REYNOSA, Mexico — Juliana Gonzales is a close observer of migrant foot traffic on the Texas-Mexico border; she makes a living washing cars as they wait to cross the international bridge into the United States.
And lately, she’s noticed a change: a big booth perched at the bridge’s halfway point, where U.S. Customs and Border Protection agents are stopping and turning away asylum-seekers.
“They cross running really fast, but then they get stopped,” she said. And then they wait.
“Sometimes they stay there [on the bridge] sleeping,” Gonzales added.
Agents have been standing on various international bridges at least since June, a practice that coincided with the Trump administration’s “zero tolerance” policy to prosecute immigrants crossing the border illegally. That policy led to hundreds of children being separated from their families, creating a national uproar and a suspension of the policy.
But the booth is a new twist. Customs and Border Protection (CPB) officials confirm that they’ve installed the booth, surrounded by orange cones, halfway across the McAllen-Hidalgo International Bridge so agents can stop travelers before they make it to the official port of entry on the U.S. side. CBP spokesman Rick Pauza wrote in an email to The Texas Tribune that the structures were placed on the bridge between four and six weeks ago as a way to maintain the “flow of legitimate trade and travel.” He added that there are no similar midpoint booths at other South Texas ports of entry.
“Keeping illicit goods and people out of the country and managing the influx of Central Americans seeking asylum requires a careful balance of our resources and space,” Pauza said. “CBP is taking a proactive approach to ensure that arriving travelers have valid entry documents in order to expedite the processing of lawful travel.”
Jodi Goodwin, an immigration attorney in Harlingen, said she believes the new midpoint booth on the bridge is about more than “managing” migrants; it serves to “prevent people from stepping onto American soil so that they could ask for asylum.”
“The point there was to discourage [migrants coming] to the points of entry to be able to ask for asylum,” Goodwin said. “We’ve never had any agents stationed at the middle of the bridge.”
It’s not illegal for migrants to seek asylum at ports of entry — indeed, it’s a primary avenue for doing it. The Trump administration encouraged migrants to present themselves at ports of entry this summer, instead of illegally crossing the Rio Grande.
But that encouragement came as CBP began stationing agents at the midpoint of various border bridges in South Texas this summer. Asylum-seekers were told that there was no space for them in the port of entry facilities and they should come back another time — which forced immigrants to either seek shelter on the Mexican side or keep waiting on the bridges.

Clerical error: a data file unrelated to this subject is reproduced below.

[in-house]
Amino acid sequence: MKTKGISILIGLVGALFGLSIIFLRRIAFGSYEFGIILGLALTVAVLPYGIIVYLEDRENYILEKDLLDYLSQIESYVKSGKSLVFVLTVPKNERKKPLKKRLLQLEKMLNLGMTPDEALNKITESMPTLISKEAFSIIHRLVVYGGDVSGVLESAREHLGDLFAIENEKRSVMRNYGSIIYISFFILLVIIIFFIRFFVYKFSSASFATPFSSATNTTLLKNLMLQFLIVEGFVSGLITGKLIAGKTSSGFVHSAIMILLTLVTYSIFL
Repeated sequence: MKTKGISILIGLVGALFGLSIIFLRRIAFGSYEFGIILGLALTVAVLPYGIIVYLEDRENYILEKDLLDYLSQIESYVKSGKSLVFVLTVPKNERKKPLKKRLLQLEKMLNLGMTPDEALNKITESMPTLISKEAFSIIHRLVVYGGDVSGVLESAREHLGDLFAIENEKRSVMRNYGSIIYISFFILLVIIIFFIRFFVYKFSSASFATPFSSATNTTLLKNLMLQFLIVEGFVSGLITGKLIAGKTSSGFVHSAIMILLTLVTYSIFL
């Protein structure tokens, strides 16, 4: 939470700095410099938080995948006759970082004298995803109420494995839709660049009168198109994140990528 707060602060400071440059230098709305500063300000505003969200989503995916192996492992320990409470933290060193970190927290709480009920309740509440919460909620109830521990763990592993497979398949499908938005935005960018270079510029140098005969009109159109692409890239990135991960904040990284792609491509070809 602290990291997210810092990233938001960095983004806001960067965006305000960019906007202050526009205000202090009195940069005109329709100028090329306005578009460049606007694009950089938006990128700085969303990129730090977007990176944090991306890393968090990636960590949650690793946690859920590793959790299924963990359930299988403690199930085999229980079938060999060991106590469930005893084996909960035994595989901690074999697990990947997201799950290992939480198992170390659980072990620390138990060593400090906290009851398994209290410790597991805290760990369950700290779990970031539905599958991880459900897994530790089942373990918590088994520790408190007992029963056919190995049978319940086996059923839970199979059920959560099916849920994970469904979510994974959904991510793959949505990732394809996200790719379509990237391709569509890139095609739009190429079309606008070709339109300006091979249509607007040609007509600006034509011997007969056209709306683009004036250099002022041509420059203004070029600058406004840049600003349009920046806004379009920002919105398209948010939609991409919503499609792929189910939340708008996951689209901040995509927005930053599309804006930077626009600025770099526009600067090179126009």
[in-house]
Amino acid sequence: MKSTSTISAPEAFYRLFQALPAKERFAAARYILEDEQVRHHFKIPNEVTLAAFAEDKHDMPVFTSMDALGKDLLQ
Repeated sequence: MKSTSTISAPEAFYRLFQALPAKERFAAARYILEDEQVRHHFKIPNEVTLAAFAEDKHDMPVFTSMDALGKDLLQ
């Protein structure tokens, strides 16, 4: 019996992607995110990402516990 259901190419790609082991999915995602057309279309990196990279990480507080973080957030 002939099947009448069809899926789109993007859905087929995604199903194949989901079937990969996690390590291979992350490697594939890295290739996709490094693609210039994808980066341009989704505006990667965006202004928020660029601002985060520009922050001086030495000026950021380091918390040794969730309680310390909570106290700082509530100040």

In June, some asylum-seekers interviewed by the Tribune waited on the bridge in Brownsville for nearly a week, their children sleeping next to them, before they were allowed to cross.
Patricia, a Reynosa resident who routinely crosses the U.S.-Mexico border with her daughter to shop at a flea market in Hidalgo — she declined to provide her last name in order to keep crossing without incident — said lines of migrants waiting to seek asylum with their children were getting longer this summer.
Since the CBP booth, agents and cones showed up at the bridge’s halfway point, she said, little by little, “they don’t come this way anymore.”
Elsa Cavazos contributed to this report.
Editor’s note: The Texas Tribune and TIME have partnered to closely track the family separation crisis at the U.S.-Mexico border. This story is not available for republishing by a national news organization until Oct. 2 at 6 a.m. Texas news organizations may run it at any time. For more information email email@example.com.
This article originally appeared in The Texas Tribune at https://www.texastribune.org/2018/10/01/border-asylum-port-of-entry-texas-mexico/.
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“Critics say new barriers on border bridge are meant to deter asylum-seekers” was first published by The Texas Tribune, a nonprofit, nonpartisan media organization that informs Texans — and engages with them — about public policy, politics, government and statewide issues.